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Digital futurism, UX, and streams: tomorrow will look like yesterday

Having been in the field of emerging technologies for many years now, often people ask me “what is next? What will technology look like many years from now?” My answer invariably is: “I don’t know,” when the full honest answer would be “… and nobody else does either.” There is no shortage of theories of what that might be. By observing how the world of personal computing evolved from the early days of desktop apps dominance, to a website-centered approach, to today’s always-on, mobile apps stream, the trend seem to be moving the user experience (UX) toward technologies that are increasingly more integrated, smaller and pervasive in our analog lives.

Arthur C. Clarke said back in 1973 that “Any sufficiently advanced technology is indistinguishable from magic,” while many after him, including the late Steve Jobs, also claimed that “great technology is invisible.” So there you go: as technology advances, it will look less and less like what we perceive as technology today, and if we could see that future, it would look like magic to us. At some point, developing pencils and paper was a huge technology advancement, but most people would not call them technology today. My guess is that the world of tomorrow will to some extent resemble more and more like the world of yesterday, with technology becoming less conspicuous, but more present, and streams will be a big part of it.

As a teenager, I was obsessed with trying to understand how the world works – to the point that I decided to get a Bachelor of Science degree in Biology. Naturally, decades after finishing university, I obviously still don’t know how the world works, but I have kept an appreciation for the pursuit of that elusive objective. I recall being bothered by not having a prompt answer to a simple question from an elementary school boy during a science class I was helping with: “why do objects far away from us look smaller than those close to us?” I only got the answer a few days later, in a bar conversation with other biology students: our eyes are pretty much like a point sensor to all light around us, and what we perceive as size is actually the angle between the extremities of objects in our visual field. That’s a convoluted way to explain this:

I just wish I had Quora back then 🙂

We perceive the visible world around us by the streams of light that get to our eyes. Likewise, we perceive the audible world by the streams of sound that get to our ears, and the same is true for our other senses. Human beings are sophisticated sensor engines that experience life via a multitude of streams that continuously feed our brains. Sorry, that dry statement just ruined all the beauty and mystery behind life.

It’s hard to see it now, but the way we moved from desktop apps, to websites, to portable devices that keep notifying us about hundreds of things every day is somewhat related to the way we moved from being hunters, to farmers, to buying everything online from Amazon. Or the way we moved from oral story telling, to writing and reading books, to radio, TV, and finally, Netflix. We always start by going where things are, and then try to make things go where we are. Our LinkedIn, Facebook, Twitter, Instagram, SnapChat, and WhatsApp streams are glimpses into what that “everything-is-a-stream” future look like. Instead of us visiting hundreds of websites hunting for information, we seem to prefer that information flows to us via a handful of curated streams.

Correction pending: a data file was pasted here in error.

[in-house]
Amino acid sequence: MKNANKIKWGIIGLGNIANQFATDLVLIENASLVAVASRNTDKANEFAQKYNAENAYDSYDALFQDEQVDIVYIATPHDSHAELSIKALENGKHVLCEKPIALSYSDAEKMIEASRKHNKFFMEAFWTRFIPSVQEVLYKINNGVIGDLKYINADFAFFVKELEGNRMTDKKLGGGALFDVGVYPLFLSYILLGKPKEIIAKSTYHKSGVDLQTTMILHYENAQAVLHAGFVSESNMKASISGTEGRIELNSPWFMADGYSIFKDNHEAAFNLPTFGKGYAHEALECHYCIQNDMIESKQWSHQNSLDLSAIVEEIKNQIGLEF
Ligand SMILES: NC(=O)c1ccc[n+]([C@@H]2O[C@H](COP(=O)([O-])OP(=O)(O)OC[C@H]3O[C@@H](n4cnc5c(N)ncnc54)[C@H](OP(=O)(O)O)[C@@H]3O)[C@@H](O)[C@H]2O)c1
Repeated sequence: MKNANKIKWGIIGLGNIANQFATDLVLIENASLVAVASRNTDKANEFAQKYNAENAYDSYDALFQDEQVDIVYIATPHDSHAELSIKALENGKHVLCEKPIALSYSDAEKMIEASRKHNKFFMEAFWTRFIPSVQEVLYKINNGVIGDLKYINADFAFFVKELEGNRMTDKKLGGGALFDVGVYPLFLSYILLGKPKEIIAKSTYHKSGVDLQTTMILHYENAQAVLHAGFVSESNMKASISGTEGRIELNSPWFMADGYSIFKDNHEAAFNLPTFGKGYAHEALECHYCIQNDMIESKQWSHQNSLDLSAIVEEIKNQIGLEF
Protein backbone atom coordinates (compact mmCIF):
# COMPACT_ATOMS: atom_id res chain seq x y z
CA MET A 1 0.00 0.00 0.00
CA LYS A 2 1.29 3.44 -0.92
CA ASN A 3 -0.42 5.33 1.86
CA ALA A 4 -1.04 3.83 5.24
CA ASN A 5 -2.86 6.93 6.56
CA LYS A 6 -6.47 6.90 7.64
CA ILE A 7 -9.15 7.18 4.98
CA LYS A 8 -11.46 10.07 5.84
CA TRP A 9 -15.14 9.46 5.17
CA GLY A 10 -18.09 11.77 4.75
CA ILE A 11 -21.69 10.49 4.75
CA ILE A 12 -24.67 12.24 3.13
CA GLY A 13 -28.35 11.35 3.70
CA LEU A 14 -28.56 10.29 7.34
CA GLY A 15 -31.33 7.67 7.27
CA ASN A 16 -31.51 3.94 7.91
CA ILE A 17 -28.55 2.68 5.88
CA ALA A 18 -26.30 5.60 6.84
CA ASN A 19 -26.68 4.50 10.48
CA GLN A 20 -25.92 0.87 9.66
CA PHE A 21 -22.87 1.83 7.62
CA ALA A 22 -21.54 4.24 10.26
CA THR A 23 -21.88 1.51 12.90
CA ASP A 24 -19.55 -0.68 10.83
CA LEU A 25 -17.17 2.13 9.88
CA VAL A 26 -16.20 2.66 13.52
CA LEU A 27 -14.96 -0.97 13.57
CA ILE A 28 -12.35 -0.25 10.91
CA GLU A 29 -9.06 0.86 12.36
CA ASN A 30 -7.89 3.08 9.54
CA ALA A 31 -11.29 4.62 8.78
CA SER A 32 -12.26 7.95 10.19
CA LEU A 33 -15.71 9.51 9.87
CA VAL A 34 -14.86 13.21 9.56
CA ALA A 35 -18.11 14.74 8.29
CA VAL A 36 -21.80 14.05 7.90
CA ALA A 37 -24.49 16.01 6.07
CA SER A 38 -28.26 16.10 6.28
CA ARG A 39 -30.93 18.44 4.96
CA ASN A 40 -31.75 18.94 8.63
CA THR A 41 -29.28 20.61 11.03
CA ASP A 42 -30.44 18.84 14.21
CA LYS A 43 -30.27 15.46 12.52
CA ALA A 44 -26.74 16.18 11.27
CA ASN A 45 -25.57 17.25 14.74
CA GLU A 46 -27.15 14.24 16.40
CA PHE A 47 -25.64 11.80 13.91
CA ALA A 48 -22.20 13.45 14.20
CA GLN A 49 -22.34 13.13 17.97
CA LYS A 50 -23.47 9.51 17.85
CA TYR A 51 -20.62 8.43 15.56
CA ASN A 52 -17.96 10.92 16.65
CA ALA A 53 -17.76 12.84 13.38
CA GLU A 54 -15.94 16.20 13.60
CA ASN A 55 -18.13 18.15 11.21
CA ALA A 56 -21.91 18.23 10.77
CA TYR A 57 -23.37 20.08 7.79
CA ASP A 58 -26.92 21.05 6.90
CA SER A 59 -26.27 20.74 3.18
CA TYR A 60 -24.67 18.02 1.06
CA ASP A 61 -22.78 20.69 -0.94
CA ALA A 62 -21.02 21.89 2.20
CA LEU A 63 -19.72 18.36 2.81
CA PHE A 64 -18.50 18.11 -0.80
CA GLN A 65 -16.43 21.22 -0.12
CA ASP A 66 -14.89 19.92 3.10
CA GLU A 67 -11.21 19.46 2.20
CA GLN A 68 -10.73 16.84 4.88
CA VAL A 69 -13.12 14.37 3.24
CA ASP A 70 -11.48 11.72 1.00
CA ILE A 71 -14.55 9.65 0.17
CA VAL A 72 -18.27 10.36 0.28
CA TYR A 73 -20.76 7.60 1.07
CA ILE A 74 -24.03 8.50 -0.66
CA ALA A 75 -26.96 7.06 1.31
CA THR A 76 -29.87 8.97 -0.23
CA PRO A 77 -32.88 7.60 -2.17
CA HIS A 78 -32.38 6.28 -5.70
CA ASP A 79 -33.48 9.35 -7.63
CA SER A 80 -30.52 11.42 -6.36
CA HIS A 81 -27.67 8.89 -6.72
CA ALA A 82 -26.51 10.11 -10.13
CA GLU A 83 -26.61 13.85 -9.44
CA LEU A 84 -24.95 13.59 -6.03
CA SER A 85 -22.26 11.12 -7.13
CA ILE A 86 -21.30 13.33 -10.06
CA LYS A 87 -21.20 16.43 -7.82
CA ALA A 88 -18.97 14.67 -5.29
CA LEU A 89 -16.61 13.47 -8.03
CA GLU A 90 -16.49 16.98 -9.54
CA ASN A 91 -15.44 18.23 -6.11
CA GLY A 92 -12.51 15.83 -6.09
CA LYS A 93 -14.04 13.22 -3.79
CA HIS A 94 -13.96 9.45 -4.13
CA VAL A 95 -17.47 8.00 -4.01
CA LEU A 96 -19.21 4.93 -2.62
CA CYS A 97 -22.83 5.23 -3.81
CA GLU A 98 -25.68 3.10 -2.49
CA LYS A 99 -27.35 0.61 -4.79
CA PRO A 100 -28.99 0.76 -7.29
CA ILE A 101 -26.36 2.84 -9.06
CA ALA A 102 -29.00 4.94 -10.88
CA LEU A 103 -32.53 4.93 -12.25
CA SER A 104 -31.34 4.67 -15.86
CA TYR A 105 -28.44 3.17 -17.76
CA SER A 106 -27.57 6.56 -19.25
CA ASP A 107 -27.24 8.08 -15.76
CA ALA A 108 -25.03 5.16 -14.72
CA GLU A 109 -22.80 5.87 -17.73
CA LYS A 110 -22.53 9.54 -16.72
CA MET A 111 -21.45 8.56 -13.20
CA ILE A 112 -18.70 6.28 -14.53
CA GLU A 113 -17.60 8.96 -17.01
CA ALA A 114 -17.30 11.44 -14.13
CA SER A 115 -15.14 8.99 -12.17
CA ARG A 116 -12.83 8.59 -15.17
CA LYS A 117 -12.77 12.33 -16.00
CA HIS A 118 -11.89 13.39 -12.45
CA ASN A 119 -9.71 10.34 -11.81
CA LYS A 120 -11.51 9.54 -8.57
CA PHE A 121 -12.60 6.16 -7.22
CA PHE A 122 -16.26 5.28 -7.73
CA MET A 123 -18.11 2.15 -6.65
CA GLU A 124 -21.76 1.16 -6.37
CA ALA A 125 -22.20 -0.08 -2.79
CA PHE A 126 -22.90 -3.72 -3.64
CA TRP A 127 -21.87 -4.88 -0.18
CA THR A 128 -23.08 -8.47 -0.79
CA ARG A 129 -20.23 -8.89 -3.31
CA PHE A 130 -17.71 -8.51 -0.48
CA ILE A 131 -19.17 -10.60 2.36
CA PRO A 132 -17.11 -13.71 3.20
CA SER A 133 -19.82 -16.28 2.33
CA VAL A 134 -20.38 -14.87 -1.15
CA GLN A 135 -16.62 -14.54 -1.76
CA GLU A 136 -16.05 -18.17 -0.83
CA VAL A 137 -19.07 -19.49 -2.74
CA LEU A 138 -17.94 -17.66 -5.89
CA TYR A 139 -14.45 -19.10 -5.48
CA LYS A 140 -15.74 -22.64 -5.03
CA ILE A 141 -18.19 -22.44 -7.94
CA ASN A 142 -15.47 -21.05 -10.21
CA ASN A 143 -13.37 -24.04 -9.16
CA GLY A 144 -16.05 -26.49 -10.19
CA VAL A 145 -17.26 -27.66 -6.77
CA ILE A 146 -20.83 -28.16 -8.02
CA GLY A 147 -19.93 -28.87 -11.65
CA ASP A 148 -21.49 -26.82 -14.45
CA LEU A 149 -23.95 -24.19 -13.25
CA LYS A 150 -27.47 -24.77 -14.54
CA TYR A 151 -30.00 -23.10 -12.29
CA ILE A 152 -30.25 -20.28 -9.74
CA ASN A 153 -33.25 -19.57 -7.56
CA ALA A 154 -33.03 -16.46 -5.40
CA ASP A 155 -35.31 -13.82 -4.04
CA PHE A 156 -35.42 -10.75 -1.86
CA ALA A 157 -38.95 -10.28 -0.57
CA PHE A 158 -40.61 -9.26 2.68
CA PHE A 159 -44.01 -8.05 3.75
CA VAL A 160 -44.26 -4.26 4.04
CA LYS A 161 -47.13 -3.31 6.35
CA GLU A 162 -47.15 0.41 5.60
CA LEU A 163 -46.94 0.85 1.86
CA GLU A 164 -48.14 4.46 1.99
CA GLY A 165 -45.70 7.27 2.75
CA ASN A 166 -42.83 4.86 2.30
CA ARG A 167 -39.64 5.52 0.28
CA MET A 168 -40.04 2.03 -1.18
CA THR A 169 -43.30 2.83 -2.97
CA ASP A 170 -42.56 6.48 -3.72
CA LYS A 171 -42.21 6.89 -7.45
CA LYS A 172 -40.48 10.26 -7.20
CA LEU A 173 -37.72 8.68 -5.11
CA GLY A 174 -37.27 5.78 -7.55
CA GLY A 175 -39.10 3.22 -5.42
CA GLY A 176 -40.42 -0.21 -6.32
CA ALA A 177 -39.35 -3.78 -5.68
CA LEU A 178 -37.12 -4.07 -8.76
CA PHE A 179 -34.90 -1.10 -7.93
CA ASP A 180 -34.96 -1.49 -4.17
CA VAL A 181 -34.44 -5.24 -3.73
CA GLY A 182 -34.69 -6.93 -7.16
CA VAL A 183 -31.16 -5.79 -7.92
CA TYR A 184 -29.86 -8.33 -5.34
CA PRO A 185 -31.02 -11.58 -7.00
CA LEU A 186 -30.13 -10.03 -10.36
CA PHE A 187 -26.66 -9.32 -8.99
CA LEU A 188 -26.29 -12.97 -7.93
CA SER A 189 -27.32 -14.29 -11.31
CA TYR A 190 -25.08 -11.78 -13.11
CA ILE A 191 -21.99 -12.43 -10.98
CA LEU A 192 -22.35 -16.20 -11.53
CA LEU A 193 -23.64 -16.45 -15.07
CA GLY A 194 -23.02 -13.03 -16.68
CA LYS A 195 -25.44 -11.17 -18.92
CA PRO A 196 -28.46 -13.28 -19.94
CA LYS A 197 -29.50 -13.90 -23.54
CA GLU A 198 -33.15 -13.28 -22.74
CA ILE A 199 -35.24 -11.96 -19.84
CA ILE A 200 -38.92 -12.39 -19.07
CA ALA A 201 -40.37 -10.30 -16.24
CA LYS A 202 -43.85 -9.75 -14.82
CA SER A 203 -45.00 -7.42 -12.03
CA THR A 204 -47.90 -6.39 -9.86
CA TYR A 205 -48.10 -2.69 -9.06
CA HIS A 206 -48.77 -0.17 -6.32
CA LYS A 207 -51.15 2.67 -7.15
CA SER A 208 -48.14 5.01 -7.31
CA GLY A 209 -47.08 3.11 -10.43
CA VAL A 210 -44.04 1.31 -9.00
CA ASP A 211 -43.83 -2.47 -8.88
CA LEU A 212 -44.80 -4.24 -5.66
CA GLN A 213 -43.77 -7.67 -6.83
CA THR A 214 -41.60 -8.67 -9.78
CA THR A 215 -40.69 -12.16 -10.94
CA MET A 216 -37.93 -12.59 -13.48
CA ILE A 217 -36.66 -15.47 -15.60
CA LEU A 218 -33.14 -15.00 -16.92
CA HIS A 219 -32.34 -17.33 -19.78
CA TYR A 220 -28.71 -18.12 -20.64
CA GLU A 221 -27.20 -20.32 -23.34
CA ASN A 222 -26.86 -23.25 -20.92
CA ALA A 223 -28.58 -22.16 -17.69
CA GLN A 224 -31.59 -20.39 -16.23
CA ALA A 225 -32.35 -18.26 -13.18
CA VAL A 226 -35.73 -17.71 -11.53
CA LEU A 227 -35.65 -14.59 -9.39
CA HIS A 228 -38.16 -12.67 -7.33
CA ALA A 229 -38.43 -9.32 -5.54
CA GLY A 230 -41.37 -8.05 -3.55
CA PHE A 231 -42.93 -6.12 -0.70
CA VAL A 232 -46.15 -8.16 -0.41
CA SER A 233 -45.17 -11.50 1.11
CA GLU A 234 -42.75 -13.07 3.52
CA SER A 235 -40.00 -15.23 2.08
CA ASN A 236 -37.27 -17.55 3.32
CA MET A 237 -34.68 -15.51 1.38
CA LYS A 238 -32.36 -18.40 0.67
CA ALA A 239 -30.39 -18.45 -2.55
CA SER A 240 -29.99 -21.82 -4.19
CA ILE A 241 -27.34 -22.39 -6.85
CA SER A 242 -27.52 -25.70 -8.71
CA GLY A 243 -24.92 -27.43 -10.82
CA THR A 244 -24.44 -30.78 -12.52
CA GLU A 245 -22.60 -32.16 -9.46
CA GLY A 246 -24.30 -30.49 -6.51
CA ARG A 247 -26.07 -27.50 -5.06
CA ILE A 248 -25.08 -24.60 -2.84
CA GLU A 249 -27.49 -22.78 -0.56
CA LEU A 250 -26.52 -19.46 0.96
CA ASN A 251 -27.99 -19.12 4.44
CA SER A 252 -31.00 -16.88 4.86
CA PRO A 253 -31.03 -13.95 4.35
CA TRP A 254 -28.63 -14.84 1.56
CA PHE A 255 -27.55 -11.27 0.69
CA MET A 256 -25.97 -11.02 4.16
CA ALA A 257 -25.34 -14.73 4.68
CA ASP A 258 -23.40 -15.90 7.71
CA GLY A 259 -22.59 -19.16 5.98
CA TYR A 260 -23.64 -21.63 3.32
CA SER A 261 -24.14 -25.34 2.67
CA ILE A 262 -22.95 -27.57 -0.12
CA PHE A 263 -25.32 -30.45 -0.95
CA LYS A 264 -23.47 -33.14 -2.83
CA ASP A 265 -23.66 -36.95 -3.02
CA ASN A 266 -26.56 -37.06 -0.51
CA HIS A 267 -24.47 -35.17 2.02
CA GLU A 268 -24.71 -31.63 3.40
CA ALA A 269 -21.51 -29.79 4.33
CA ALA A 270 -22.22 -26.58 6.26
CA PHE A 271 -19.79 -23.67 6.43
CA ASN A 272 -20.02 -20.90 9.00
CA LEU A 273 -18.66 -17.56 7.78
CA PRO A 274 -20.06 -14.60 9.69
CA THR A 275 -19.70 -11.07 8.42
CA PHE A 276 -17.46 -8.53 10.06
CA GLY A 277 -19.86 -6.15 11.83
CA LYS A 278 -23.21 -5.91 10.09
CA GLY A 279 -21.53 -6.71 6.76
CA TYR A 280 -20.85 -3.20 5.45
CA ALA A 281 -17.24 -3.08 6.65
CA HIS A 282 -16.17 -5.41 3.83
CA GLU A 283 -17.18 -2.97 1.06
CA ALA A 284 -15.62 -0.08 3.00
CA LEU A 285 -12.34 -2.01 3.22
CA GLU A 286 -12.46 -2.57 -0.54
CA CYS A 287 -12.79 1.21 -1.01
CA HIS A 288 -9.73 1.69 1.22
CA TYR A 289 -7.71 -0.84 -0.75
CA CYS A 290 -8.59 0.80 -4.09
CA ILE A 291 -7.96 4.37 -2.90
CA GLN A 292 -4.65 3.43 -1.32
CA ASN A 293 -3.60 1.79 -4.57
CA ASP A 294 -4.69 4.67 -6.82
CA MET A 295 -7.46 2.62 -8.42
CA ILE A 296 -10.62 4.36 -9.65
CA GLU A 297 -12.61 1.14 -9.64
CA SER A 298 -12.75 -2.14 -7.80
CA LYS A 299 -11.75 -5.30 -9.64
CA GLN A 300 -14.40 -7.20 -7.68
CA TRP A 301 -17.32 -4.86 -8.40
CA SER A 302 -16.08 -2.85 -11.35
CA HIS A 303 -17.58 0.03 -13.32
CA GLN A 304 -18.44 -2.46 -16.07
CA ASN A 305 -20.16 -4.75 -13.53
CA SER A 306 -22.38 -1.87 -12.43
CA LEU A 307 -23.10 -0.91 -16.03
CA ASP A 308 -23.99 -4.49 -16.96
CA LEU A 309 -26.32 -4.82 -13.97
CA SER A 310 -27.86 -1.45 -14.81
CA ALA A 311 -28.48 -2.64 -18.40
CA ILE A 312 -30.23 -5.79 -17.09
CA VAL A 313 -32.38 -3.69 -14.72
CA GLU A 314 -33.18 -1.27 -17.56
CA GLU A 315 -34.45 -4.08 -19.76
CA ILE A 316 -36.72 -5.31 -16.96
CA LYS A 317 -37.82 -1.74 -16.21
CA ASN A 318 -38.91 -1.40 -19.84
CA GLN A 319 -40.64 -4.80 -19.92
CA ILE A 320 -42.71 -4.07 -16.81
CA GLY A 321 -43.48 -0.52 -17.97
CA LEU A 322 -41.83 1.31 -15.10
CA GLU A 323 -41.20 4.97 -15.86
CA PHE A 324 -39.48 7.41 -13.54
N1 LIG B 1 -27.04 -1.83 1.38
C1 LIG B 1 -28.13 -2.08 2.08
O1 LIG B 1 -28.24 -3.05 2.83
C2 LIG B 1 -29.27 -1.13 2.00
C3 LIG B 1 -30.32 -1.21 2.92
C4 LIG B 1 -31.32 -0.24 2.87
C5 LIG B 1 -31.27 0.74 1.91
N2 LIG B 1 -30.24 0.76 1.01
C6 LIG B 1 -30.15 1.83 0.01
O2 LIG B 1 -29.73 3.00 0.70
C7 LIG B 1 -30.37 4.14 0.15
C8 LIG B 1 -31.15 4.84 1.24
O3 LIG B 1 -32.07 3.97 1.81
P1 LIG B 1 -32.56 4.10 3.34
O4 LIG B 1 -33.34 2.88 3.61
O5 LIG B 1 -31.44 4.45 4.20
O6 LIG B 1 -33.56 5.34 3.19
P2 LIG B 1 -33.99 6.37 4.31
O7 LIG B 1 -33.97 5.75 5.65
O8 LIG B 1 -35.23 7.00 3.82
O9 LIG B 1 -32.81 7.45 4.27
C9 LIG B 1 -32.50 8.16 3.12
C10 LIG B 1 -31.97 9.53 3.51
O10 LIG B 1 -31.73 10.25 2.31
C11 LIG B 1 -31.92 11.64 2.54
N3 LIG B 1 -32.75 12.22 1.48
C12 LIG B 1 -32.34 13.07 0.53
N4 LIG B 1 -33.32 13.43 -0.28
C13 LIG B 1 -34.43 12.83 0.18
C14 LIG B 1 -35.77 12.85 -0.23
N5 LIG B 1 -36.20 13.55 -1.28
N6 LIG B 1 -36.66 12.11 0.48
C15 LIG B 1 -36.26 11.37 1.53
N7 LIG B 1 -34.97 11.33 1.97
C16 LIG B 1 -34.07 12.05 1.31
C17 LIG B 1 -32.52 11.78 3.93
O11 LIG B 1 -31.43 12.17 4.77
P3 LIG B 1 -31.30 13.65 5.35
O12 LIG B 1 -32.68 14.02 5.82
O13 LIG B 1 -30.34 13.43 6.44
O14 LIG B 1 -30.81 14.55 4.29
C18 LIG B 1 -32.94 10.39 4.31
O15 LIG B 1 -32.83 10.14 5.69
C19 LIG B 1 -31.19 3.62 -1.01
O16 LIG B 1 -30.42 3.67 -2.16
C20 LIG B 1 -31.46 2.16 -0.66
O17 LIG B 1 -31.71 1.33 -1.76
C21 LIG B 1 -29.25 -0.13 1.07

Today, in pretty much any human gathering event, you’ll see people interfacing with technology via screens: TV, computers, smartphones, smart watches, and so on are pervasive in birthday parties, sports events, restaurants, and the workplace. As technologies behind virtual reality, augmented reality, sensors, and wearables evolve, we may end up consuming all those streams of information without the need of gadgets extraneous to us. Many years from now, you may be able to spend a good few hours among friends in a party, a restaurant, or a bar like generations before us used to: without witnessing anybody checking status updates or taking selfies with their mobile devices. There will be plenty of digital streams there, but like magic, they may be invisible to all. Riffing on the great evolution of the desk video, by the folks from BestReviews, here’s how that transition may look like:

1980

1980

2015

2015

20??

20??

Welcome to the future!

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Aaron Kim

Aaron Kim is the Head of Digital Social Collaboration at the Royal Bank of Canada, and led the efforts to bring social business and social collaboration to an organization of 79,000 employees. He’s also been a public speaker at several events across the globe, from the Web 2.0 Expo to JiveWorld, from Singapore to Barcelona. He has a passion for innovation and for making work smarter, more meaningful and rewarding to all. Born and raised in Brazil, to a Korean father and Japanese mother, he also volunteers in several diversity initiatives, inside and outside RBC. In the past, he worked as a consultant both at IBM Canada and Unisys Brazil, having played the roles of solutions architect, Basel II analyst, performance engineer, Java programmer, Unix administrator and environmental biologist. He holds an MBA from the University of Toronto, and a bachelor’s degree in Biology from the Universidade de São Paulo. He lives in Toronto, Canada, is married to Tania and have a son, Lucas.

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